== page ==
The Wall Street Journal has a useful interactive tool that can show investors how sensitive their government bond holdings are to changes in interest rates.
For example, here’s what things would look like if rates rose 1% from current levels on a number of different sovereign bonds at different maturity levels:
And here’s what would happen if rates fell 1%:
Expected stock market returns a can be tricky to nail down, but bond returns are fairly reliable in terms of how they react to certain variables such as current yields and interest rate movements.
The longer the duration and maturity of the bond or bond fund, the higher the variability of prices to changes in interest rates. This makes sense when you consider shorter duration bonds mature sooner, meaning you don’t have to rely as heavily on interest rate forecasts farther out into the future.
This past week was a good example of how this plays out in the real world. The yield on the 10 year treasury went from 1.83% at the close of business on Tuesday and shot up around 0.30% to 2.12% by Thursday afternoon as investors tried to figure out what a Trump presidency might mean for inflation and interest rates.
It’s still way to early to draw any conclusions about what this all means, but it is instructive to see how various bond maturities performed in this short window of rising rates.
Here’s a breakdown of the losses by various bond maturity ETFs:
You can see that long bonds saw the biggest losses by far, while short-term bonds barely budged from the rise in rates. This also makes sense from the perspective of the current yields and trailing 5 year performance numbers:
Again, the risk/reward relationship holds where higher yields tend to lead to higher returns (this is of course only a long-term phenomenon). And in return for this higher expected performance at the long end of the maturity spectrum you have to be willing to accept the possibility for larger losses.
Fixed income investors have been worried about rising interest rates for years now. Some think we could finally see a sustained rise from current levels. Like all forecasts, predicting the direction of interest rates is much harder than it sounds. No one can tell you where interest rates are heading or when they will start moving to get there.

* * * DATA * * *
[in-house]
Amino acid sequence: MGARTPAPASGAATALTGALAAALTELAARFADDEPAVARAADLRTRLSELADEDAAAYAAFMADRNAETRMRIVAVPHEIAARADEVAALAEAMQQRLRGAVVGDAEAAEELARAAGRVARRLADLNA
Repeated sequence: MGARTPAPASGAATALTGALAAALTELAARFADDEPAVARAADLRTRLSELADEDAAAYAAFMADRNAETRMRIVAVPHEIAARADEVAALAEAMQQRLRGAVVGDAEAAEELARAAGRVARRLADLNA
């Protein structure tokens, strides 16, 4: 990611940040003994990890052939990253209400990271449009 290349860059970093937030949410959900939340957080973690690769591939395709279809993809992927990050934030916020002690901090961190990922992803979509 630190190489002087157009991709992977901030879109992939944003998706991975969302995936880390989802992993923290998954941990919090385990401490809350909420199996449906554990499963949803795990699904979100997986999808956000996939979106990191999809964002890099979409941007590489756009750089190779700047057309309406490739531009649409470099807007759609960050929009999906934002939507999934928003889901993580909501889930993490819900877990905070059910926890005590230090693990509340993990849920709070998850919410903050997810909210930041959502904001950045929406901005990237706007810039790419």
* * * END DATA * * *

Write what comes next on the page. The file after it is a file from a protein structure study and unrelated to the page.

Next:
But I think the concerns of what happens to bonds from rising rates are probably overblown.
Yes, bond investors will likely see more volatility and short-term losses than they’ve been used to in the past. But if interest rates just stayed at current levels forever, investors are assured fairly low long-term returns based on the current yields. That’s simply how bond math works. The only way bond investors are going to earn higher long-term returns is if rates rise so they can reinvest maturing bonds or new funds at higher yields.
Of course, this means that they will have to experience short- to intermediate-term principal losses to get there. This paradox of short-term pain for long-term gain is the usual trade-off seen in the investment world, but something many bond investors have been spared for some time now.
The size of those losses will be determined by the duration of your bond fund or portfolio.
Higher rates are still not a foregone conclusion. Markets are never that easy. But if higher rates do finally materialize, investors should welcome this development, not fear it. The only path to eventual higher fixed income returns is through higher interest rates.
If you have a time horizon of 5 years or longer, you should actually hope for a rising rate environment. You’ll be better off for it in the end.
Bond Returns & Rising Interest Rates